Seeing the U tube film I am surprise that nobody has tried to nick that lovey 5 bladed propeller of the deck!
No problem, I've been a huge student of the 'Olympic' class liners and just recently started to expand to other ships. My father in law sailed on the SS United States when he was a kid (he's been I love with it since), so I've been learning a lot about it. It amazing to me just how unique all of the ocean liners are, and the design and engineering that went into them.
 

Rancor

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For anyone who hasn't seen them yet there is a good series on youtube of the ship being explored.

Other parts are linked in the video. Part 5 is the tour of the engine and boiler rooms but it's quite dark and hard to figure out exactly what you're looking at.

Would be lovely to see her properly restored and preserved, but it sure seems like it would be a Herculean task. I wish all involved the best of luck.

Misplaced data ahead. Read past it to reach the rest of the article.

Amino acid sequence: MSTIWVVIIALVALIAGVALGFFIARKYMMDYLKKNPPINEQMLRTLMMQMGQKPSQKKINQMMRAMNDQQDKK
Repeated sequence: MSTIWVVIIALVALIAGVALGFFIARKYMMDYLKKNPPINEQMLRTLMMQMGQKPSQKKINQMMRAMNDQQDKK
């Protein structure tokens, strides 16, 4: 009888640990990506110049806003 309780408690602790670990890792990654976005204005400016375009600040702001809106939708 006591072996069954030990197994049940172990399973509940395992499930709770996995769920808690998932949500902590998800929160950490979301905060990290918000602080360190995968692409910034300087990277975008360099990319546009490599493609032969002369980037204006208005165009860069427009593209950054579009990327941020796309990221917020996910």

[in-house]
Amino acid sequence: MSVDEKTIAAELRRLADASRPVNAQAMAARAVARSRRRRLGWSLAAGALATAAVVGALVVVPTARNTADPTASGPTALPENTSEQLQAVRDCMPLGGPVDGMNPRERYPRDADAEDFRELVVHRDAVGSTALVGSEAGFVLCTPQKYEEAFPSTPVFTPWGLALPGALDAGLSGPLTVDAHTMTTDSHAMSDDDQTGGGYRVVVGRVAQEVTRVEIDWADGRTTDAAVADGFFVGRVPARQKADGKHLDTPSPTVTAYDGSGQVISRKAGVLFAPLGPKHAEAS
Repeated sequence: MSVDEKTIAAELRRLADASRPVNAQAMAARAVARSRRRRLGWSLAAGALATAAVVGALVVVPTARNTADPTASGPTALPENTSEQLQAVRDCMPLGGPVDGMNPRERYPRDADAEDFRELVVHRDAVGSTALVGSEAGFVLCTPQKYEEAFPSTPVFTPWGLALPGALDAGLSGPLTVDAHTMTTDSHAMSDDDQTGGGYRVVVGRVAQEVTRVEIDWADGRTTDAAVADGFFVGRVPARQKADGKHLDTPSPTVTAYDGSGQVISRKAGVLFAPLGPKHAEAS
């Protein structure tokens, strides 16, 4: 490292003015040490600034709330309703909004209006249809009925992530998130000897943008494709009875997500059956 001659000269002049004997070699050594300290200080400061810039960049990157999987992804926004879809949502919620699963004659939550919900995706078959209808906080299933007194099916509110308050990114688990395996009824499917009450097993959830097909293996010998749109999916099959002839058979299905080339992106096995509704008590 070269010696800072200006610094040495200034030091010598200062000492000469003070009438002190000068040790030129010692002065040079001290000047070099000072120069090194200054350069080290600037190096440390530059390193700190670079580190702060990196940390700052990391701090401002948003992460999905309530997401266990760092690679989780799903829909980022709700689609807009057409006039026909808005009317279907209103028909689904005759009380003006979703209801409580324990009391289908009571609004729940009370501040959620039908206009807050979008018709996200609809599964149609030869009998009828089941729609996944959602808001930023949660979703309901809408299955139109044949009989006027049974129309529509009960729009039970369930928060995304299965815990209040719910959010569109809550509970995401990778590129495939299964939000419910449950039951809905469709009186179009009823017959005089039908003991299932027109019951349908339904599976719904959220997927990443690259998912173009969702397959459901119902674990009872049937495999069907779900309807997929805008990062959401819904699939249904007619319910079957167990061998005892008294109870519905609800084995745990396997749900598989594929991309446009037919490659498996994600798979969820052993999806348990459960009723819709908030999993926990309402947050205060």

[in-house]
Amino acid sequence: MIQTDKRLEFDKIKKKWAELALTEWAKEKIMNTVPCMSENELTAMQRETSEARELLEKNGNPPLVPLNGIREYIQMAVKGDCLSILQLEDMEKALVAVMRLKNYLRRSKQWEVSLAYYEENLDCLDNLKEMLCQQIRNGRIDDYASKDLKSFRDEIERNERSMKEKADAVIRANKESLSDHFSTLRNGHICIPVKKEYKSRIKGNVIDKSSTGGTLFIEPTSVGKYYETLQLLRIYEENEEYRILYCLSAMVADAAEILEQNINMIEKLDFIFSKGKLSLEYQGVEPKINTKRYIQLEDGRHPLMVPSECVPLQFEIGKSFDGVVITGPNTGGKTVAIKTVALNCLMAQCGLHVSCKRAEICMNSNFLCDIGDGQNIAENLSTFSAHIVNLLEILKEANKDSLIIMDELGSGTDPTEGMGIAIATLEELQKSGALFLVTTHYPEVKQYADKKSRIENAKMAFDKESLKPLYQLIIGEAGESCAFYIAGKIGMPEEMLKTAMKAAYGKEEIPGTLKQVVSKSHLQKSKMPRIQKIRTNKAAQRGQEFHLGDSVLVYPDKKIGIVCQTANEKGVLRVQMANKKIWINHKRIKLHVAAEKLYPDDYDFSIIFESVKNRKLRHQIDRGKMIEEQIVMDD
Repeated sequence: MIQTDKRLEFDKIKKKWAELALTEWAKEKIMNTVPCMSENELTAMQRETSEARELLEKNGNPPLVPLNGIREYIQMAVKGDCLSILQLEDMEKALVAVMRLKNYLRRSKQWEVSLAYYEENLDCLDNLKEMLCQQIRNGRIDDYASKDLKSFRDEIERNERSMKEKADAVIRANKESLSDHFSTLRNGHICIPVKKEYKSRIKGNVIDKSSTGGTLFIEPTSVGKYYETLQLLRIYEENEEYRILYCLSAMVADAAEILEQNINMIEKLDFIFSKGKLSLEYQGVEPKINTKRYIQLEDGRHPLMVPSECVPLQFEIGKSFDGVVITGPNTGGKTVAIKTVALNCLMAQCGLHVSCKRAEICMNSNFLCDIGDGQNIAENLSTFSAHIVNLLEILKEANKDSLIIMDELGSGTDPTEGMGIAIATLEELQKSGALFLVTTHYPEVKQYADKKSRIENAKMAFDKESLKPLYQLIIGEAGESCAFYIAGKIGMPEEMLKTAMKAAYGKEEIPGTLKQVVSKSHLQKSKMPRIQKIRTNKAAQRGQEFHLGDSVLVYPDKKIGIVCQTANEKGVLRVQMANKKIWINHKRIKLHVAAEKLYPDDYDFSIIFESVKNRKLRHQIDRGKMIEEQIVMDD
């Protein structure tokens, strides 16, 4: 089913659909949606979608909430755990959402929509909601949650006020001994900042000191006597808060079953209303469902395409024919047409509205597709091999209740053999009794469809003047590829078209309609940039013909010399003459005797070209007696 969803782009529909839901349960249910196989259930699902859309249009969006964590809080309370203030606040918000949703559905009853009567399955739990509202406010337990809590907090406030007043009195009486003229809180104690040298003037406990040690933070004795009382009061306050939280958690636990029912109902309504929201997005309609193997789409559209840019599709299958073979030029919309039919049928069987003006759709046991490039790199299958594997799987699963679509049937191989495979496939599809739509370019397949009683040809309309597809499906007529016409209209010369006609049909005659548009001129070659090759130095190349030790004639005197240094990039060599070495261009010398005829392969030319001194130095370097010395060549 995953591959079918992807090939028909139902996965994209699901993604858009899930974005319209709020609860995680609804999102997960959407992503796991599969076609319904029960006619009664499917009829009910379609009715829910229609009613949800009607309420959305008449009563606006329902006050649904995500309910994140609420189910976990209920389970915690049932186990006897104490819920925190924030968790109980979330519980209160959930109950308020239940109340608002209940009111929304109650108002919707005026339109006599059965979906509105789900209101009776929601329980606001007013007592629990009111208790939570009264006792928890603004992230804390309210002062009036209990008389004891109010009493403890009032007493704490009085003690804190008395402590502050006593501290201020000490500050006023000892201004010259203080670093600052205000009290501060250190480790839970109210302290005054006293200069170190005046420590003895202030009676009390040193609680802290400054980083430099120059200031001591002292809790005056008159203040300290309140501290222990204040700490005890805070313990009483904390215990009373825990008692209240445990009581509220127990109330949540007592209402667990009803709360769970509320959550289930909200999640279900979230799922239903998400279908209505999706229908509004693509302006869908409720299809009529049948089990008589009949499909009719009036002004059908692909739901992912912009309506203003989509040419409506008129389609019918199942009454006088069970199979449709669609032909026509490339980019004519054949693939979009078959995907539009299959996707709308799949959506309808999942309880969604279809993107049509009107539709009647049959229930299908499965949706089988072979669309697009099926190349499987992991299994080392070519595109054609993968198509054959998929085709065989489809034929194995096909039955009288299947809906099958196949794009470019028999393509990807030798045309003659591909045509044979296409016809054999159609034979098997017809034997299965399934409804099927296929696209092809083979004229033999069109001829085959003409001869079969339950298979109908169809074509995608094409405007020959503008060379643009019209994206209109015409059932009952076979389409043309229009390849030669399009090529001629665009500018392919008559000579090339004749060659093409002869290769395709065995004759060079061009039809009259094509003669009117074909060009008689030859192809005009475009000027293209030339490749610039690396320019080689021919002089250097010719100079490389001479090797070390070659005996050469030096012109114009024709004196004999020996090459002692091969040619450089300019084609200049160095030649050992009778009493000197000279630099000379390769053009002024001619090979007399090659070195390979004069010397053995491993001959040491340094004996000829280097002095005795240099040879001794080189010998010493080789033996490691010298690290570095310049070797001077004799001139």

Mike Spooner

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Yes I have seen that U tube and what a sad site she is in. Like I have said before The Americans should be proud of such a fine ship indeed. But at the end of the day it's history capture that interest of the human race. Her 16 years of service with no major drama, and no doubt she had drama that would of added a lot more interest to the ship. She has now spent 50 years quietly rotting away. As to the younger generation she must look a wright eye scorn and not to be proud she is American. As tuff as it like other nations like Briton, Germany, France and Italy all had to face the same problem and had to let them go to the breakers yard.
That too not the end of the world as they are recycled in some thing that can be reused again. The ship name is never forgotten.
Now if I not mistake it was the Americans who killed of the ship! By a American company call BOEINGS who brought out the 747 jumbo jet aircraft!
What intrigues me the ship second role could be used to transport 15,000 military personal! If the Queen Mary was to transport a record breaking of over 16,000 soldiers in the war years. Yet when you see the films there are packed in like sardines. The Mary 50% bigger were would all those 15,000 go? Lifeboats perhaps!